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by Dr. Buono in the November 10 Northern Express. While I applaud your enthusiasm embracing a market solution for global climate change and believe that this is a vital piece of the overall approach, it is almost laughable and at least naive to believe that your Representative Mr.

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Letters 10/28/04

Various - October 28th, 2004
Hatred in our constitution
The passage of Proposal 2 would make Michigan one of the first states to write hatred into our constitution. Is passing a discriminatory amendment barring something that is already illegal our top priority?
One argument for Proposal 2 that keeps coming up is that marriage is a union under God, and since many Judeo-Christians feel that homosexual relationships are wrong, same sex marriages should not be allowed. Since one of the greatest things about our country is the separation of church and state, this should only mean that the government has no business saying who may and may not be wed in the first place. To do so would only take power away from churches. Even if same sex marriage one day becomes legal, clergy has always reserved the right not to marry any couple, and nothing will change this.
Finally, the U.S. Constitution assures all citizens the right to the pursuit of happiness. Our state has no right to override the country’s constitution and deny this right to select citizens.
I urge everyone to please join me in voting no on Proposal 2 as well as to discuss the repercussions of this proposed amendment with their friends and families.

Jeannine Crouse • TC

The law & same-sex
Michigan stands poised to make a colossal mistake. In panic over shifting morals, voters look toward an ill-conceived move—amending Michigan’s Constitution to prevent same-sex marriages. In a political atmosphere of passionately conflicting views, many voters overlook the fact that there is a fundamental difference between constitutional and statutory law.
Constitutional law is intended to be the bedrock of government. It details how government is structured, elections are held, and laws are passed. It defines the qualifications for public office, means of taxation, role of courts, and interplay among governmental branches. Constitutional law extends fundamental rights to all citizens.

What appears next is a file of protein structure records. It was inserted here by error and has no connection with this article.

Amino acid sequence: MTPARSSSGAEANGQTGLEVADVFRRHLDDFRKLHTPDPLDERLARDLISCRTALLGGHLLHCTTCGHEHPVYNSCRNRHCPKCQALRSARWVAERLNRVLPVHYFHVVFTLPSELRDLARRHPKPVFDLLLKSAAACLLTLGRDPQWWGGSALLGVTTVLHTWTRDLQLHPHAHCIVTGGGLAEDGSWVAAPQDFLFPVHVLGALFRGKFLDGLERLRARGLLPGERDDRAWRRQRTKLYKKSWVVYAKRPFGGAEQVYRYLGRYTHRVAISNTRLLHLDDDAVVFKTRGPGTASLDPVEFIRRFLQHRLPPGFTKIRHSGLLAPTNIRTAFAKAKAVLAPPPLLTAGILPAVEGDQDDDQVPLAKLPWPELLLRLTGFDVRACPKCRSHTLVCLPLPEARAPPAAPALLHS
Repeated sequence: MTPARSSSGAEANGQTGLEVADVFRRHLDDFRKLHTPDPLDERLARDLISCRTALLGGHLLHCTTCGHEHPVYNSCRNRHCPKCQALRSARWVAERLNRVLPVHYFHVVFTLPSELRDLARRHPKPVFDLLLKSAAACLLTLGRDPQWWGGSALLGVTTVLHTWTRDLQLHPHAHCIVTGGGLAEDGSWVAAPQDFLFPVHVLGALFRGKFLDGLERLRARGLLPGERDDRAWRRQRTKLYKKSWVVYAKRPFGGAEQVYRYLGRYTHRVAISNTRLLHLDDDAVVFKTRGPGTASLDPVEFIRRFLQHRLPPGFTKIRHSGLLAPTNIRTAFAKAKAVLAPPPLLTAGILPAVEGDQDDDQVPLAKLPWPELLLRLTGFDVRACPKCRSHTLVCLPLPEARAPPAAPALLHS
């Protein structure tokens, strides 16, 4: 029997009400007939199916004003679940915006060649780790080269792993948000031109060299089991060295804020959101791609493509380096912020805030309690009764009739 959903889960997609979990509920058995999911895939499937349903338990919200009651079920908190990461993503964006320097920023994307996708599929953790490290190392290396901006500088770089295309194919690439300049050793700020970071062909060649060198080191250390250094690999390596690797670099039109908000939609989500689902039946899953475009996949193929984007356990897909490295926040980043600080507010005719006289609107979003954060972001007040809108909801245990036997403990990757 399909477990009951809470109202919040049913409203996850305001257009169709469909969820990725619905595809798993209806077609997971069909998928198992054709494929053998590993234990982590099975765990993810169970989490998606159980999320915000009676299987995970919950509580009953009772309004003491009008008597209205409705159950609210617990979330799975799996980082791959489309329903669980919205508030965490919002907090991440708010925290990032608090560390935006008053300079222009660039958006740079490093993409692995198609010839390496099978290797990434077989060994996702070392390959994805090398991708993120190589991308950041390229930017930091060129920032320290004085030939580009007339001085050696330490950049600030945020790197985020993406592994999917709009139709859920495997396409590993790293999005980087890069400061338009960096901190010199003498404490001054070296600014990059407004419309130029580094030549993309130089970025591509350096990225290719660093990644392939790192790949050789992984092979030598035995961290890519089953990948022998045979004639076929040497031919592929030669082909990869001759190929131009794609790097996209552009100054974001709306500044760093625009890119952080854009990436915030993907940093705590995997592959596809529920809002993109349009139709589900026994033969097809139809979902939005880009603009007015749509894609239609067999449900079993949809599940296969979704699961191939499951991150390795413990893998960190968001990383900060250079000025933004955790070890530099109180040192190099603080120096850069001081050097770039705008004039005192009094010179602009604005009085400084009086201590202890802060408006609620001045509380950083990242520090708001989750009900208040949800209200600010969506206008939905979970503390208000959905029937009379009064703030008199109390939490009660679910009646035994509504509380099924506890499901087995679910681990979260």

Constitutions do not provide the details of law. Instead legislators (and sometimes ballot initiatives) create the statutes that carry out the mission of the government. This is the realm of statutory law and it is here that the vast majority of legal provisions reside. You won’t find penal codes, traffic laws, ordinances, or public health rules within the Constitution. If we want laws detailing who can get married, it is statutory law that should be directed toward this end.
There is one additional frontier —case law. Case law is the body of court decisions. Contrary to popular belief, case law—even when controversial—is typically not an effort by so-called “activist judges” to change the law. It is the job of judges to interpret statutory laws and conflicting claims, looking for the most logically consistent position. It is inevitable that there will be times when an unpopular decision is made which, nonetheless, is a logical outgrowth of the existing laws.
Thus we come to the crux of the matter. In many states, courts are deciding that same-sex marriage bans are in conflict with constitutional provisions guaranteeing equal protection under the law for all citizens. These rulings hold that same-sex couples have as much right to the benefits of a civil marriage as anyone else. The temptation of those who oppose these decisions, is to subvert the legitimate purpose of a constitution by inserting statutory law into the governmental bedrock.
Ironically, many of these proposals would create a glaring inconsistency within constitutions if equal protection clauses are not partially repealed (and do we want to withdraw equal protection from some citizens?). These inconsistencies will, in fact, provide the basis for future court challenges of any same-sex marriage amendments. Ultimately, the Supreme Court will have to decide whether these amendments are consistent with the Equal Protection Clause of the U.S. Constitution.
In the end, the ban is an expedient measure being hastily swept into place out of fear, at a time when careful judgment is required. Let us reject this proposal and take our time to fully consider this multi-faceted issue.